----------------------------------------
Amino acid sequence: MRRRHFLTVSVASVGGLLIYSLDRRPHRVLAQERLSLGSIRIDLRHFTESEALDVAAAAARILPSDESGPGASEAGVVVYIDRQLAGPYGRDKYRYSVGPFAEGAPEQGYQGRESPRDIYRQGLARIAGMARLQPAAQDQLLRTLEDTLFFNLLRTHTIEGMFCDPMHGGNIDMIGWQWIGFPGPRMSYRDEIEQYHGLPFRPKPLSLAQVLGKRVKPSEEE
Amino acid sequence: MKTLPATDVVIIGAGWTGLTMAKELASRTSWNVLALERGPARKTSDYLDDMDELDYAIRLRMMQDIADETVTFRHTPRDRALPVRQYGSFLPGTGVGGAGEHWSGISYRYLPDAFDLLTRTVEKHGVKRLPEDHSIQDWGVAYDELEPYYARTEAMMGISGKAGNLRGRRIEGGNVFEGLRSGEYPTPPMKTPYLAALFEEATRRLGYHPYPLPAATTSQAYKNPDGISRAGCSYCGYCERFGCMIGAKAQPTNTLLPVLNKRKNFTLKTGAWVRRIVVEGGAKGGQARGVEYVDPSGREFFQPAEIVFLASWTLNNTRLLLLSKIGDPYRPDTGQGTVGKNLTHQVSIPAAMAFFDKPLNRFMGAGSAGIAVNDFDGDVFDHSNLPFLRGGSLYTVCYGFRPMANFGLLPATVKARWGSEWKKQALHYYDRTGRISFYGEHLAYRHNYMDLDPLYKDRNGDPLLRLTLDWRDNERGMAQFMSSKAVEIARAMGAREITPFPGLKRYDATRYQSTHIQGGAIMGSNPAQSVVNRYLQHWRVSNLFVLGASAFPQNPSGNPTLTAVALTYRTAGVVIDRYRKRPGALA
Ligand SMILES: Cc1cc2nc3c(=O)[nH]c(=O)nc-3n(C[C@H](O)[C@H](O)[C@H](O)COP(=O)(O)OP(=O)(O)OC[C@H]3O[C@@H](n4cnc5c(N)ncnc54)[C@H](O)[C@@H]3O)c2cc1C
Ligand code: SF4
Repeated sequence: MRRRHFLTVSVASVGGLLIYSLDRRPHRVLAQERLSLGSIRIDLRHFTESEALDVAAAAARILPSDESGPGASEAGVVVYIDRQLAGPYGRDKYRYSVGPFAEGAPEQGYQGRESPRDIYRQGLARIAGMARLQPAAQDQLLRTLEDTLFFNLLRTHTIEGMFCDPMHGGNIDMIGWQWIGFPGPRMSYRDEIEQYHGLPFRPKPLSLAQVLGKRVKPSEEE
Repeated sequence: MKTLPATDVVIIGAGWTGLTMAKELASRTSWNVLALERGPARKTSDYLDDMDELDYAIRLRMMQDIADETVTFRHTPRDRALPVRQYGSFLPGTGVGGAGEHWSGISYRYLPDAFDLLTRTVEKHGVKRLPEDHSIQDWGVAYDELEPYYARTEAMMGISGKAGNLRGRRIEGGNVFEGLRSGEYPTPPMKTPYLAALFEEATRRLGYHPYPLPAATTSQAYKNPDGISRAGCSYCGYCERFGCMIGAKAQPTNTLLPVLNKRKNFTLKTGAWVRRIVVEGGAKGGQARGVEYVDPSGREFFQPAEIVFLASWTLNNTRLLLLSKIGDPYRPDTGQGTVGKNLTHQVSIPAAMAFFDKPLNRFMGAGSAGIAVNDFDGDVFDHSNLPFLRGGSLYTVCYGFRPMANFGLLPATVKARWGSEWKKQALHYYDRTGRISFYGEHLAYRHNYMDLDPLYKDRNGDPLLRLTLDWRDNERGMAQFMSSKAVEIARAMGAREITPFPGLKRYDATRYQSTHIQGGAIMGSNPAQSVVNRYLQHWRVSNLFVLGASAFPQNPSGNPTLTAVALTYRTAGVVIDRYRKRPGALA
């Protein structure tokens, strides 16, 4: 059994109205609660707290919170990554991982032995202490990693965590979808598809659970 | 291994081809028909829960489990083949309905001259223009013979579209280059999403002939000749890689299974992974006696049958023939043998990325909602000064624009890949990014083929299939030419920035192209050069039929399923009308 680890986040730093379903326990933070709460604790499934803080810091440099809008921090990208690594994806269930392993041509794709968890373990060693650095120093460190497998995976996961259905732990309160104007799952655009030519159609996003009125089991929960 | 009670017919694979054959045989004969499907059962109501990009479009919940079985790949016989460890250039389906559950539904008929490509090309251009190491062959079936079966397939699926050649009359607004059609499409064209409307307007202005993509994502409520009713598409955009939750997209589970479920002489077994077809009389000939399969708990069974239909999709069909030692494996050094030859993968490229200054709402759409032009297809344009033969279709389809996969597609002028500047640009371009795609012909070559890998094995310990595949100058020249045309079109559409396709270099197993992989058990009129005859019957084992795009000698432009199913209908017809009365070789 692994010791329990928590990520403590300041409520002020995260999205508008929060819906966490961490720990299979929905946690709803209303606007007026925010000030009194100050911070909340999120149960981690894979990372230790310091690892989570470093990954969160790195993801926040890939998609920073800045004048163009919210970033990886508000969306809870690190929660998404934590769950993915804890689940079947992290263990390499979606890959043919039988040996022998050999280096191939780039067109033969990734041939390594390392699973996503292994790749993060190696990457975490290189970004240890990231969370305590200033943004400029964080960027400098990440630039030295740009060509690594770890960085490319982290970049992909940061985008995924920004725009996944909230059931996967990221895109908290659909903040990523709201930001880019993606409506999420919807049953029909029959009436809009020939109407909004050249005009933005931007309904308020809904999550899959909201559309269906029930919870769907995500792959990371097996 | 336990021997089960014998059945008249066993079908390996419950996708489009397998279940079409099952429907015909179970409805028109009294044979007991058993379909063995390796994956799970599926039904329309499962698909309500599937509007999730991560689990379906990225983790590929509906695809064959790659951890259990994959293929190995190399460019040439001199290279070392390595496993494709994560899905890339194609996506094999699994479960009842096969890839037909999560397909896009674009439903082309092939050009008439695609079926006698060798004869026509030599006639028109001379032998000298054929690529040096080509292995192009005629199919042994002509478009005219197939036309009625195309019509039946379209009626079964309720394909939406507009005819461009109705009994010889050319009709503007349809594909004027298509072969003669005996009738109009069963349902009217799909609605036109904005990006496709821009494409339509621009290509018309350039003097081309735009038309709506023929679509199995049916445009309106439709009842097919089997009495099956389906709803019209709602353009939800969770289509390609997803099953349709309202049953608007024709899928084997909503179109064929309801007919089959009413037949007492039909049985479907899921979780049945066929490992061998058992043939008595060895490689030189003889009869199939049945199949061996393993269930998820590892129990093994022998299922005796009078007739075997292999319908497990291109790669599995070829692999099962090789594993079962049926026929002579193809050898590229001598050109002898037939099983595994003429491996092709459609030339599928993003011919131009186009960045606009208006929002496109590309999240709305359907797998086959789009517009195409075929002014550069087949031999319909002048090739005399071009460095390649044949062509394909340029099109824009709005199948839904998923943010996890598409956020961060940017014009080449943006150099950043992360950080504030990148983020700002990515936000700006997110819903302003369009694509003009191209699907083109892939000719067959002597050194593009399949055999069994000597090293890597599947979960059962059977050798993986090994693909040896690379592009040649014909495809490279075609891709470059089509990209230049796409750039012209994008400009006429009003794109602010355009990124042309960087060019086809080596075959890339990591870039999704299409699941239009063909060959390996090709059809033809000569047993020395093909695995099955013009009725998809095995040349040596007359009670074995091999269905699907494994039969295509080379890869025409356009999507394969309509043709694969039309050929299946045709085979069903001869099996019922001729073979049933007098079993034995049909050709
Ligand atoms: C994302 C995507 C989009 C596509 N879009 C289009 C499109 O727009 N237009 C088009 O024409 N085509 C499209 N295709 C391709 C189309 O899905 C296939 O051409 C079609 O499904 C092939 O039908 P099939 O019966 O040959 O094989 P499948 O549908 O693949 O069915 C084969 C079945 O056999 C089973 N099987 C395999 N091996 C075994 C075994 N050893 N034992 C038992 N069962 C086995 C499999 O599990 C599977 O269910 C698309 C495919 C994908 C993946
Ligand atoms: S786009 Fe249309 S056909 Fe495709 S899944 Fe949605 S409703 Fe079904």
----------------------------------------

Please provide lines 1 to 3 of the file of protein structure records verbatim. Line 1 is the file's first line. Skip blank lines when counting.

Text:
Amino acid sequence: MRRRHFLTVSVASVGGLLIYSLDRRPHRVLAQERLSLGSIRIDLRHFTESEALDVAAAAARILPSDESGPGASEAGVVVYIDRQLAGPYGRDKYRYSVGPFAEGAPEQGYQGRESPRDIYRQGLARIAGMARLQPAAQDQLLRTLEDTLFFNLLRTHTIEGMFCDPMHGGNIDMIGWQWIGFPGPRMSYRDEIEQYHGLPFRPKPLSLAQVLGKRVKPSEEE
Amino acid sequence: MKTLPATDVVIIGAGWTGLTMAKELASRTSWNVLALERGPARKTSDYLDDMDELDYAIRLRMMQDIADETVTFRHTPRDRALPVRQYGSFLPGTGVGGAGEHWSGISYRYLPDAFDLLTRTVEKHGVKRLPEDHSIQDWGVAYDELEPYYARTEAMMGISGKAGNLRGRRIEGGNVFEGLRSGEYPTPPMKTPYLAALFEEATRRLGYHPYPLPAATTSQAYKNPDGISRAGCSYCGYCERFGCMIGAKAQPTNTLLPVLNKRKNFTLKTGAWVRRIVVEGGAKGGQARGVEYVDPSGREFFQPAEIVFLASWTLNNTRLLLLSKIGDPYRPDTGQGTVGKNLTHQVSIPAAMAFFDKPLNRFMGAGSAGIAVNDFDGDVFDHSNLPFLRGGSLYTVCYGFRPMANFGLLPATVKARWGSEWKKQALHYYDRTGRISFYGEHLAYRHNYMDLDPLYKDRNGDPLLRLTLDWRDNERGMAQFMSSKAVEIARAMGAREITPFPGLKRYDATRYQSTHIQGGAIMGSNPAQSVVNRYLQHWRVSNLFVLGASAFPQNPSGNPTLTAVALTYRTAGVVIDRYRKRPGALA
Ligand SMILES: Cc1cc2nc3c(=O)[nH]c(=O)nc-3n(C[C@H](O)[C@H](O)[C@H](O)COP(=O)(O)OP(=O)(O)OC[C@H]3O[C@@H](n4cnc5c(N)ncnc54)[C@H](O)[C@@H]3O)c2cc1C